By Doug Page
While key details are still unknown, the Rhode Island Department of Education (RIDE) announced it’s tossing out the Common Core-aligned PARCC to test its public school children in Grades 3-8 and adopting the MCAS 2.0 test from Massachusetts.
Massachusetts first rolled out MCAS 2.0 this spring as a “hybrid” test, featuring a mix of Common Core questions from the controversial PARCC exam and those unique to Massachusetts. MCAS 2.0 is viewed as a compromise between the need to administer a standardized test to continue to receive federal education funds and a way to avoid the ire and protest of parents, educators, and administrators who are staunch critics of Common Core and the PARCC test. MCAS 2.0 is being administered for the first time to 425,000 Massachusetts third through eighth graders this spring.
Massachusetts’s Department of Elementary and Secondary Education, which oversees all K-12 public schools in Massachusetts, announced in a press release that it is in “talks [with RIDE] to use the next-generation MCAS for its students in Grades 3-8.”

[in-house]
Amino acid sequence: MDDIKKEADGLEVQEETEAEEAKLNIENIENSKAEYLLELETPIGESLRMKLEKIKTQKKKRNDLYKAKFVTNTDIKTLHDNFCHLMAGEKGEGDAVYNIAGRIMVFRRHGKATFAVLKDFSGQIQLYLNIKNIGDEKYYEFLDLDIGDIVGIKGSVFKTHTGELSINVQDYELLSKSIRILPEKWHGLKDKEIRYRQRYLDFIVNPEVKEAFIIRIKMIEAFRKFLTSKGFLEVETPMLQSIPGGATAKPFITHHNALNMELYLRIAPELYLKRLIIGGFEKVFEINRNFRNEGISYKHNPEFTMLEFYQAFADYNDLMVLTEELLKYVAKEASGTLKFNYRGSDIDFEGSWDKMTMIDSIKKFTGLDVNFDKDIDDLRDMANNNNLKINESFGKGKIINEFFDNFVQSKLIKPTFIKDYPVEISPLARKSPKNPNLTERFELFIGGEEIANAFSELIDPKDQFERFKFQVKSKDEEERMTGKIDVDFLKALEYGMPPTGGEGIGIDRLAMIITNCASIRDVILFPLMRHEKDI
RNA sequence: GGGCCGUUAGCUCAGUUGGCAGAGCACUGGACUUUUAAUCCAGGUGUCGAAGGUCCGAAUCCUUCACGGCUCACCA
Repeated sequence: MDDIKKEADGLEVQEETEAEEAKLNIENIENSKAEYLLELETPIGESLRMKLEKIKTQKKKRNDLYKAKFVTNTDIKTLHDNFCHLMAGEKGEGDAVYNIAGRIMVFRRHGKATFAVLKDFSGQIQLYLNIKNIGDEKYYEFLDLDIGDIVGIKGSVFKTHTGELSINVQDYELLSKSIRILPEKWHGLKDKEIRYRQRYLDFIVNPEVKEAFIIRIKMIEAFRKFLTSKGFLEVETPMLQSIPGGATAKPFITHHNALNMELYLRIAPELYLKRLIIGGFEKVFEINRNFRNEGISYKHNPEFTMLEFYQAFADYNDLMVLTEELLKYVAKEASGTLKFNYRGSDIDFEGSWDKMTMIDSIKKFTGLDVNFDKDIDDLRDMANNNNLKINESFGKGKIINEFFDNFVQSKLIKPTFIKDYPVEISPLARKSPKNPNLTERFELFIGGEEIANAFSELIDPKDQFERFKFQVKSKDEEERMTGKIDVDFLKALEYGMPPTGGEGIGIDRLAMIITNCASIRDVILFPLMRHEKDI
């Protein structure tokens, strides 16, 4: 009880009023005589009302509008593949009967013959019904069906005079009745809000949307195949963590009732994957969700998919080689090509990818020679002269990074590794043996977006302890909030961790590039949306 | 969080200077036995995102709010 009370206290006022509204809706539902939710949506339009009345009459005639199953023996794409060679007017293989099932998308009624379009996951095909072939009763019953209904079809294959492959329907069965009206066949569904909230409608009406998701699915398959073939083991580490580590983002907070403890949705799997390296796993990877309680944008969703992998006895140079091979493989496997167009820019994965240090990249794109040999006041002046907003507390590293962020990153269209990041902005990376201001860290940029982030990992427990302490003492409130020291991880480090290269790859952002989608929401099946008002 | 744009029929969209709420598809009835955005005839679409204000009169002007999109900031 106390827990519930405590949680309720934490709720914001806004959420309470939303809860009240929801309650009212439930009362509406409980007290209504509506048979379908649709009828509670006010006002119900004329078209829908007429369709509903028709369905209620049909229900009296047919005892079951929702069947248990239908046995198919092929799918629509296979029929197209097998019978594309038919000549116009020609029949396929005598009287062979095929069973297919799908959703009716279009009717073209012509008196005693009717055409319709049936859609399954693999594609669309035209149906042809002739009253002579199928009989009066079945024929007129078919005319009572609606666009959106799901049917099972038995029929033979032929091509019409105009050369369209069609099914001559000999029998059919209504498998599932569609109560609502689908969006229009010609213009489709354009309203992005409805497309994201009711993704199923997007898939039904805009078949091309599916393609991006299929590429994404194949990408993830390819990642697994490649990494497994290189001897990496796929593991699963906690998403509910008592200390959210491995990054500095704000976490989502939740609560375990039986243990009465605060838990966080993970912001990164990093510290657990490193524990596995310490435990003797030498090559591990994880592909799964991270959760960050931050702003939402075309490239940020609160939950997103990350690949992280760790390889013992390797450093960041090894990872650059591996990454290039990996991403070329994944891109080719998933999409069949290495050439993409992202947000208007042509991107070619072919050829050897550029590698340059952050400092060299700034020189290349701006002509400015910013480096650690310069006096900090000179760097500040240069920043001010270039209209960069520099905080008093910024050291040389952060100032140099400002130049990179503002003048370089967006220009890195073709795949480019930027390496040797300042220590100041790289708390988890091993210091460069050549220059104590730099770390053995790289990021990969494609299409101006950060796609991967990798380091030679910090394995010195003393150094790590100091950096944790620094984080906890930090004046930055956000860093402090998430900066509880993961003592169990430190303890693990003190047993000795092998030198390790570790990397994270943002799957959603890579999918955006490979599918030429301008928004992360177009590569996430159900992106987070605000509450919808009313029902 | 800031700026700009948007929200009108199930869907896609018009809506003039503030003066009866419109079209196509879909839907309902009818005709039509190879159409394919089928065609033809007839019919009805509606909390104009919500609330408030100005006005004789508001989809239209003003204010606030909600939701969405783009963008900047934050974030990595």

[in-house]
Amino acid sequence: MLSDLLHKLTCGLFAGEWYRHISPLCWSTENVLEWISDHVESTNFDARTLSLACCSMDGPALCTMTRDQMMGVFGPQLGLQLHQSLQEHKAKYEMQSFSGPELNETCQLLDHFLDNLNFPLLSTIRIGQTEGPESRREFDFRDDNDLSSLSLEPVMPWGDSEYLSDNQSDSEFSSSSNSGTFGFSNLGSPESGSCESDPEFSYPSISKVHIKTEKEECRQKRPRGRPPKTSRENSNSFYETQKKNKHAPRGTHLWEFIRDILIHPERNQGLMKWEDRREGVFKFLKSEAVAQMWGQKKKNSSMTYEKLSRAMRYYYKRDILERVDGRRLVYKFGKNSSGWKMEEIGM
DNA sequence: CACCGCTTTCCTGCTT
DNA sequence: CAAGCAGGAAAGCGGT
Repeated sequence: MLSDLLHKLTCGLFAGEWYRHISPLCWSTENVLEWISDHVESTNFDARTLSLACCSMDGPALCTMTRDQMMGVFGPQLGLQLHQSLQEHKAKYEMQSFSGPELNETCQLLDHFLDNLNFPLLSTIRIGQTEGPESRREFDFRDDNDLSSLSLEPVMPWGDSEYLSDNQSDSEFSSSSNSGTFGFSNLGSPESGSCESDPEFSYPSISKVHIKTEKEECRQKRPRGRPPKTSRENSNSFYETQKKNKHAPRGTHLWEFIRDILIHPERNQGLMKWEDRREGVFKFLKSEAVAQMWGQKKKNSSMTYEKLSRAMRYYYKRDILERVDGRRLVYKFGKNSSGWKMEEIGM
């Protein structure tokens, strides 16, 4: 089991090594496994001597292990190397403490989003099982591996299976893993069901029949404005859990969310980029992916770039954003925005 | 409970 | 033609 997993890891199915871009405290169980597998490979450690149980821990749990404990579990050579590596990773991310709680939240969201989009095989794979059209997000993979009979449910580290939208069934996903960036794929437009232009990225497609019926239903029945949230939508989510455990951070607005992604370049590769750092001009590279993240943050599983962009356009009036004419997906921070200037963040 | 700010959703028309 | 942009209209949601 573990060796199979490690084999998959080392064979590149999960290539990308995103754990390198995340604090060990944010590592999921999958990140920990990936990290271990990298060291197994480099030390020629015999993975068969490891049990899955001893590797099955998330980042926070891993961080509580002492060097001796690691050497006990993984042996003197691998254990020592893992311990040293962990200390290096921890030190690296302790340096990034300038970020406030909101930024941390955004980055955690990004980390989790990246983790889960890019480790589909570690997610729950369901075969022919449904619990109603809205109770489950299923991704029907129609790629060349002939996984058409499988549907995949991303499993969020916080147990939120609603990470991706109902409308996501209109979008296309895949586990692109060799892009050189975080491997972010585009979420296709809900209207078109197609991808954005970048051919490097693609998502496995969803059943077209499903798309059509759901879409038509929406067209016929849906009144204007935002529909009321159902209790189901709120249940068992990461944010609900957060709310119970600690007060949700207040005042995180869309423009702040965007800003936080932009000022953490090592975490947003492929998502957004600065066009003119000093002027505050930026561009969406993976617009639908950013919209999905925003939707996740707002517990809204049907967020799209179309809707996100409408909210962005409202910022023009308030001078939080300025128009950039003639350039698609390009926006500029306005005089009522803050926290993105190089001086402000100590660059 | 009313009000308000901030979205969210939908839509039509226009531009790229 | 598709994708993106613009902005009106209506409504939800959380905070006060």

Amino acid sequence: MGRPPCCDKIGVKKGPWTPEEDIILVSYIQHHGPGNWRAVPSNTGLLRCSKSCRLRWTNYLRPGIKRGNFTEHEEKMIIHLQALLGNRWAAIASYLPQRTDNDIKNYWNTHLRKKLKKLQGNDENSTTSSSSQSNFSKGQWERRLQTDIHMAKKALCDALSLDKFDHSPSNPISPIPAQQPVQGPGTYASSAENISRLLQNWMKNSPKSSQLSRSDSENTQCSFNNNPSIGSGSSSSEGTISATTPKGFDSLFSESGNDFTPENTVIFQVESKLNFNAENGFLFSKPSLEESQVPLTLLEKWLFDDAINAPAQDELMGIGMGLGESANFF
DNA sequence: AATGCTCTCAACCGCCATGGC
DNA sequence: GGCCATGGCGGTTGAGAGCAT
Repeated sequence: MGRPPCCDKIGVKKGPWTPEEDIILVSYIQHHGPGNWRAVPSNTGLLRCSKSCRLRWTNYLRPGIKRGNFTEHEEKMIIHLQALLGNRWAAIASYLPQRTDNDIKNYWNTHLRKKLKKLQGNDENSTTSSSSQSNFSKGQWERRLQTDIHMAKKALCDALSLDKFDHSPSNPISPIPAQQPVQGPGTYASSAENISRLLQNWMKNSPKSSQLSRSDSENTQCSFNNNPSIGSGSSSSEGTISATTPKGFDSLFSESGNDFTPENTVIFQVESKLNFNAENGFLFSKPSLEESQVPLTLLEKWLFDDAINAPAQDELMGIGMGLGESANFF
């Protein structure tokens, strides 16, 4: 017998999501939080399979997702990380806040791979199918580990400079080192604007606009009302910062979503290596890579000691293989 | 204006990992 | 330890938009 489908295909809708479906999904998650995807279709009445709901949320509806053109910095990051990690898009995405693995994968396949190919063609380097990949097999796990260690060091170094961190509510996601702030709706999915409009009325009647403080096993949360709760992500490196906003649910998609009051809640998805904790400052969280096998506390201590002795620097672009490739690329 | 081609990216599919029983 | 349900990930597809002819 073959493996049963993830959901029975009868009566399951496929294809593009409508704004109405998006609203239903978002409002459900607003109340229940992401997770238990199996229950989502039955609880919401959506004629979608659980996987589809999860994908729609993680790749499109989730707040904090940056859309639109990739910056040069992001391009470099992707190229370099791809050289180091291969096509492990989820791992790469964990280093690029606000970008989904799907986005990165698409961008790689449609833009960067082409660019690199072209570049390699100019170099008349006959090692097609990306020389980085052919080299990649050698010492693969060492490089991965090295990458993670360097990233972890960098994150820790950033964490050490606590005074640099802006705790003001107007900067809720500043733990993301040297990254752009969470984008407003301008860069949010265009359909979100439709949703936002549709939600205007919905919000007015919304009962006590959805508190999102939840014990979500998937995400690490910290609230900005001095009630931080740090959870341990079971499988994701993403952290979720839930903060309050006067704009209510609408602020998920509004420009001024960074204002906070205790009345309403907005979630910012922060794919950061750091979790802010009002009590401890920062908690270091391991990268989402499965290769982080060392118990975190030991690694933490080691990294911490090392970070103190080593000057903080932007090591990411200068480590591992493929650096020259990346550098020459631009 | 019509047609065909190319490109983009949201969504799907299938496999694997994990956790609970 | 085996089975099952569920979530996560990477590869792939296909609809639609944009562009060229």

But a story published in Rhode Island’s largest newspaper, The Providence Journal, in mid-April, reports the state’s adoption of MCAS 2.0 is a done deal: “State Education Commissioner Ken Wagner announced Friday that the state is tossing out Rhode Island’s widely unpopular standardized test, the Partnership for Assessment of Readiness for College and Careers (PARCC) and adopting the well-regarded Massachusetts test for grades three through eight.”
“It’s an opportunity to move to a well-respected partner,” Wagner said in the story.
Further in the article, he noted: “MCAS isn’t a better test. It’s about a partnership with Massachusetts. We always compare ourselves to Massachusetts. Now we can actually do it.”
The PARCC test, which was used to test Rhode Island public school students in Grades 3-8, was unpopular, with many parents and teachers complaining it was too long, The Providence Journal reported. More than 10,000 Rhode Island students opted out of taking the PARCC test in 2015, the newspaper said.
Details of the Ocean State’s adoption of MCAS 2.0 are unknown, including the financial aspects for RIDE to use MCAS 2.0, as well as when Rhode Island will introduce the new test.